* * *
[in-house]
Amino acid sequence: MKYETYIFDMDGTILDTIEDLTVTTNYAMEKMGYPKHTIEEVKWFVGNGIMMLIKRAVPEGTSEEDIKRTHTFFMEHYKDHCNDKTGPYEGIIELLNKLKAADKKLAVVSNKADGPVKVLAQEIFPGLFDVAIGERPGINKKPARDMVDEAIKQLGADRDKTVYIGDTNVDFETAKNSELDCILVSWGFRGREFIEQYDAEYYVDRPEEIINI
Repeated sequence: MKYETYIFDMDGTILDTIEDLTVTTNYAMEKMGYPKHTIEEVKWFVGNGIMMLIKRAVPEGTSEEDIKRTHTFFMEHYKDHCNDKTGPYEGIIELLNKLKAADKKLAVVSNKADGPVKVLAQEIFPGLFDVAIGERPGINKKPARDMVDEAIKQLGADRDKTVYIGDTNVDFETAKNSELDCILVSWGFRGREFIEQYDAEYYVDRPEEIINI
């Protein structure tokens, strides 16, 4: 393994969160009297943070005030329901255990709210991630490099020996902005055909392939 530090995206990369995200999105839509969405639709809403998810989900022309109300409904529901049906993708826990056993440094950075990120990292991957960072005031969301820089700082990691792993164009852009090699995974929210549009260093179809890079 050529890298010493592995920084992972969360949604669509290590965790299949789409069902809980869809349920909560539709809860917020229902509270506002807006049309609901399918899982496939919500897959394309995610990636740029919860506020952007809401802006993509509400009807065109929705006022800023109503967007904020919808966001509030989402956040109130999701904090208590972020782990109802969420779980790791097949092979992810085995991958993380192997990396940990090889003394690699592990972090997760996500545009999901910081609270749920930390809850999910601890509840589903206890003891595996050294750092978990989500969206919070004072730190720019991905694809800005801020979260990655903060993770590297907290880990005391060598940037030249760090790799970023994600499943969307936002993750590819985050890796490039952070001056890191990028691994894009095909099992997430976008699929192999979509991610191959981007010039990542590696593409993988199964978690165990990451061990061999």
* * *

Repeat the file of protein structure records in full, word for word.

[in-house]
Amino acid sequence: MKYETYIFDMDGTILDTIEDLTVTTNYAMEKMGYPKHTIEEVKWFVGNGIMMLIKRAVPEGTSEEDIKRTHTFFMEHYKDHCNDKTGPYEGIIELLNKLKAADKKLAVVSNKADGPVKVLAQEIFPGLFDVAIGERPGINKKPARDMVDEAIKQLGADRDKTVYIGDTNVDFETAKNSELDCILVSWGFRGREFIEQYDAEYYVDRPEEIINI
Repeated sequence: MKYETYIFDMDGTILDTIEDLTVTTNYAMEKMGYPKHTIEEVKWFVGNGIMMLIKRAVPEGTSEEDIKRTHTFFMEHYKDHCNDKTGPYEGIIELLNKLKAADKKLAVVSNKADGPVKVLAQEIFPGLFDVAIGERPGINKKPARDMVDEAIKQLGADRDKTVYIGDTNVDFETAKNSELDCILVSWGFRGREFIEQYDAEYYVDRPEEIINI
């Protein structure tokens, strides 16, 4: 393994969160009297943070005030329901255990709210991630490099020996902005055909392939 530090995206990369995200999105839509969405639709809403998810989900022309109300409904529901049906993708826990056993440094950075990120990292991957960072005031969301820089700082990691792993164009852009090699995974929210549009260093179809890079 050529890298010493592995920084992972969360949604669509290590965790299949789409069902809980869809349920909560539709809860917020229902509270506002807006049309609901399918899982496939919500897959394309995610990636740029919860506020952007809401802006993509509400009807065109929705006022800023109503967007904020919808966001509030989402956040109130999701904090208590972020782990109802969420779980790791097949092979992810085995991958993380192997990396940990090889003394690699592990972090997760996500545009999901910081609270749920930390809850999910601890509840589903206890003891595996050294750092978990989500969206919070004072730190720019991905694809800005801020979260990655903060993770590297907290880990005391060598940037030249760090790799970023994600499943969307936002993750590819985050890796490039952070001056890191990028691994894009095909099992997430976008699929192999979509991610191959981007010039990542590696593409993988199964978690165990990451061990061999």